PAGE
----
One of the things I absolutely love about my job is connecting with people and hearing their life changing stories. Shannon‘s was no exception. We had previously met at school a few times during parent help ( this canteen at the school disco) but had never really had a conversation. Shannon came along to one of my workshops last year and I wanted to share her story with you.
Hello, my name is Shannon and I am a mum of two wonderfully beautiful boys, Finn and Kohdi. When I met my husband we decided quite quickly to move in together, got engaged, went off the pill to try and fall pregnant and got married. The pregnancy happened quickly. The day we found out was the happiest of my life. This was all I had been longing for and (apart from meeting my husband) knew it would make my life complete. I also wished for a healthy baby AND a baby who did not have autism. I know that sounds like a horrific admission, but it’s true. Having witnessed other close families deal with autism, I really didn’t think I would ever cope if it happened to us.
My pregnancy was uneventful until Finn decided to arrive six weeks early. So, in actual fact, all of the above plus a birth happened within 1 year of meeting my husband! Finn weighed 4 pound 3 ounces – such a tiny boy. He was whisked off to the special care nursery and I was unable to hold him for the next four days which was incredibly hard. I tried expressing milk but it just would not come through. In the end I had a hungry baby so we had to give in to formula. I really struggled emotionally with not having milk but I had no other option. He had jaundice and was on CPAPS for 4 days. His weight was constantly measured and he didn’t seem to be progressing. But we were just besotted with our beautiful baby boy. Finn stayed in the special care nursery for 3 weeks before we were finally allowed to bring him home.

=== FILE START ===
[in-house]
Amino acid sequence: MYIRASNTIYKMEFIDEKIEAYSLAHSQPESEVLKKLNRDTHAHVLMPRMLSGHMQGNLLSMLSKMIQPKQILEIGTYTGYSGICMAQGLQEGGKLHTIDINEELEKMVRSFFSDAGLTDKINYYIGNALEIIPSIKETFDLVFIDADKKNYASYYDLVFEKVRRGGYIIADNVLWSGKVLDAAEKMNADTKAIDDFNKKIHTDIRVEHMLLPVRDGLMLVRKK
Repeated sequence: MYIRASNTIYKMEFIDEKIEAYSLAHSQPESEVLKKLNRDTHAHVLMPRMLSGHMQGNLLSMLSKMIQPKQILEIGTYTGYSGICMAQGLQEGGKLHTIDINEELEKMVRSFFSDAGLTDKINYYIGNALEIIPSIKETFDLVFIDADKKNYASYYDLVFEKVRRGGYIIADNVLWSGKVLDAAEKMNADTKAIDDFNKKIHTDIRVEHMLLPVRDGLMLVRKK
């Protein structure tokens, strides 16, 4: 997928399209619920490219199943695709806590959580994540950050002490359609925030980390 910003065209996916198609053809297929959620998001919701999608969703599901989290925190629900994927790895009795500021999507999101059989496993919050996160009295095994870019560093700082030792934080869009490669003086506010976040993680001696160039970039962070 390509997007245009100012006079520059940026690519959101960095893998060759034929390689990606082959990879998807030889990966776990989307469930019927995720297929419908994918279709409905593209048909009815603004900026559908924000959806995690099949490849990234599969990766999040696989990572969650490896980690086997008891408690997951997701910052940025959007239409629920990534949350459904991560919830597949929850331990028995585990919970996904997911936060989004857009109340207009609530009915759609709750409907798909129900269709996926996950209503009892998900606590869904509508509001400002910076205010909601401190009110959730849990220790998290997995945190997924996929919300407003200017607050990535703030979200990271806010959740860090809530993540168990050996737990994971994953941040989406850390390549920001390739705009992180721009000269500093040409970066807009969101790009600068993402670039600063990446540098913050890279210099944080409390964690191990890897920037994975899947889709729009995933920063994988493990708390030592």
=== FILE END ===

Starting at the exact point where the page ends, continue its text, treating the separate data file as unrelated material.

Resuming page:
Fast forward to 4 years old, and it was time for Finn to start Kinder. I couldn’t wait to be a Kinder mum, to do the school drop off, pick up, parent help & P&F, I was all in! By the end of first term, I turned to Andrew in exasperation and said that I couldn’t do it anymore. Getting Finn to and from school (with another baby in tow – Kohdi), was a nightmare. I just knew in my heart something was not right with Finn.
So I gave Andrew a list of things that were bothering me which he googled – Sensory Processing Disorder came up. As we read the description it was Finn to a T. I couldn’t believe it! Finn hated socks, shoes, tags, tight clothing, seat belts, had regular meltdowns that could last for an hour or more. He had no awareness of what was in front of him and he kept tripping over. He absolutely hated things on his hands e.g. sand, paint, glue and had a high sensitivity to pain. The list went on and on.
We consulted with the kinder teacher and she monitored his progress then reported back to us, and yes, she agreed with our thoughts. The next step was to the GP to get a referral to a paediatrician. I was absolutely horrified with the referral letter from the GP – she had written that Finn had ‘autism spectrum disorder’ and ‘developmental delay’. That one word autism. There it was. Everything I had dreamed of my whole life was turning into my worst nightmare.